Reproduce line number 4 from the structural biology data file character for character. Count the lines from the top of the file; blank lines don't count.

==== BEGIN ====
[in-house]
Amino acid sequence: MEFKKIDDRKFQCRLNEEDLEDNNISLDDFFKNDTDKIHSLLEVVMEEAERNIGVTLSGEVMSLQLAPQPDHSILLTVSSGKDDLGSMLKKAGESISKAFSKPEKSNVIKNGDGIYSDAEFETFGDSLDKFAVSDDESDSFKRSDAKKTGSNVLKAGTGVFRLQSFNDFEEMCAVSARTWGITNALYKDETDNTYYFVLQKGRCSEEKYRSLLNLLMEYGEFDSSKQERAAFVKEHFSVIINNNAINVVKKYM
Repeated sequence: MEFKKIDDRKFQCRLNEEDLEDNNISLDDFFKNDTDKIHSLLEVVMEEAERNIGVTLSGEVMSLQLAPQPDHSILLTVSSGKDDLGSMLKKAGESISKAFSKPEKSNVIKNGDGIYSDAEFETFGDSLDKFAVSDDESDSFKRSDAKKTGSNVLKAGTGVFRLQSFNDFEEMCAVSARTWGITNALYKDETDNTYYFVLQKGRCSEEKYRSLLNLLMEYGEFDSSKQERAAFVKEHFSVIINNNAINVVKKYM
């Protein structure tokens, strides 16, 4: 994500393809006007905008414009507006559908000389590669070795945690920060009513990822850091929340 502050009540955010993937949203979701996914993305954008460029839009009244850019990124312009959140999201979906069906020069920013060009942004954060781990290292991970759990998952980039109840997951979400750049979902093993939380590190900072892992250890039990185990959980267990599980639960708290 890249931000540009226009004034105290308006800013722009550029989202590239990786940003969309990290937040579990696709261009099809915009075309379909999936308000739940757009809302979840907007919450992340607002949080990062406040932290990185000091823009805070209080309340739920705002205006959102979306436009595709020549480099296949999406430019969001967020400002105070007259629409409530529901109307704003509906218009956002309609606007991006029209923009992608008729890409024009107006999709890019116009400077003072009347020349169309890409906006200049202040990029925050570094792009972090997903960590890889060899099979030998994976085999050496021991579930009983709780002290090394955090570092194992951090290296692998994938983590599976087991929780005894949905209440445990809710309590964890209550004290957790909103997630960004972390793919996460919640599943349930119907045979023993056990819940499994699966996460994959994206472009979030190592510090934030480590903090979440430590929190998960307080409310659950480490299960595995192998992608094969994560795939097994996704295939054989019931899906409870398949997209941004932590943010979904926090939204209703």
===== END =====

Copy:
């Protein structure tokens, strides 16, 4: 994500393809006007905008414009507006559908000389590669070795945690920060009513990822850091929340 502050009540955010993937949203979701996914993305954008460029839009009244850019990124312009959140999201979906069906020069920013060009942004954060781990290292991970759990998952980039109840997951979400750049979902093993939380590190900072892992250890039990185990959980267990599980639960708290 890249931000540009226009004034105290308006800013722009550029989202590239990786940003969309990290937040579990696709261009099809915009075309379909999936308000739940757009809302979840907007919450992340607002949080990062406040932290990185000091823009805070209080309340739920705002205006959102979306436009595709020549480099296949999406430019969001967020400002105070007259629409409530529901109307704003509906218009956002309609606007991006029209923009992608008729890409024009107006999709890019116009400077003072009347020349169309890409906006200049202040990029925050570094792009972090997903960590890889060899099979030998994976085999050496021991579930009983709780002290090394955090570092194992951090290296692998994938983590599976087991929780005894949905209440445990809710309590964890209550004290957790909103997630960004972390793919996460919640599943349930119907045979023993056990819940499994699966996460994959994206472009979030190592510090934030480590903090979440430590929190998960307080409310659950480490299960595995192998992608094969994560795939097994996704295939054989019931899906409870398949997209941004932590943010979904926090939204209703």